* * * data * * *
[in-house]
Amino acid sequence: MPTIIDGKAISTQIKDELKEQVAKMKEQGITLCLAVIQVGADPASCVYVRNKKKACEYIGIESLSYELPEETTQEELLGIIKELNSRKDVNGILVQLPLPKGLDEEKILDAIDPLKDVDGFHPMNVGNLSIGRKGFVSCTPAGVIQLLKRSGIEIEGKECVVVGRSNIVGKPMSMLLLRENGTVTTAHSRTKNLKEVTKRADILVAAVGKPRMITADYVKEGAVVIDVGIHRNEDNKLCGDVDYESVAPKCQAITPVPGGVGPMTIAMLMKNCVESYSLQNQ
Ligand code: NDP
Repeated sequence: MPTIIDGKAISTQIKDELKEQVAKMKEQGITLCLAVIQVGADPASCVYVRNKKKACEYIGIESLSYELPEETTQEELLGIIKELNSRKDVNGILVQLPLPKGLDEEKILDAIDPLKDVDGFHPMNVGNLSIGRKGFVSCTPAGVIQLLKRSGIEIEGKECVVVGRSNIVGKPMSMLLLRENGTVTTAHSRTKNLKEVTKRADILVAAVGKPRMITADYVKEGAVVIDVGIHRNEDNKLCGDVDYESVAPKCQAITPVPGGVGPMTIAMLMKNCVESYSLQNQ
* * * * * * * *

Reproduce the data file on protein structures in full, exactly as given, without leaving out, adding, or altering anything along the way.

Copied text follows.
[in-house]
Amino acid sequence: MPTIIDGKAISTQIKDELKEQVAKMKEQGITLCLAVIQVGADPASCVYVRNKKKACEYIGIESLSYELPEETTQEELLGIIKELNSRKDVNGILVQLPLPKGLDEEKILDAIDPLKDVDGFHPMNVGNLSIGRKGFVSCTPAGVIQLLKRSGIEIEGKECVVVGRSNIVGKPMSMLLLRENGTVTTAHSRTKNLKEVTKRADILVAAVGKPRMITADYVKEGAVVIDVGIHRNEDNKLCGDVDYESVAPKCQAITPVPGGVGPMTIAMLMKNCVESYSLQNQ
Ligand code: NDP
Repeated sequence: MPTIIDGKAISTQIKDELKEQVAKMKEQGITLCLAVIQVGADPASCVYVRNKKKACEYIGIESLSYELPEETTQEELLGIIKELNSRKDVNGILVQLPLPKGLDEEKILDAIDPLKDVDGFHPMNVGNLSIGRKGFVSCTPAGVIQLLKRSGIEIEGKECVVVGRSNIVGKPMSMLLLRENGTVTTAHSRTKNLKEVTKRADILVAAVGKPRMITADYVKEGAVVIDVGIHRNEDNKLCGDVDYESVAPKCQAITPVPGGVGPMTIAMLMKNCVESYSLQNQ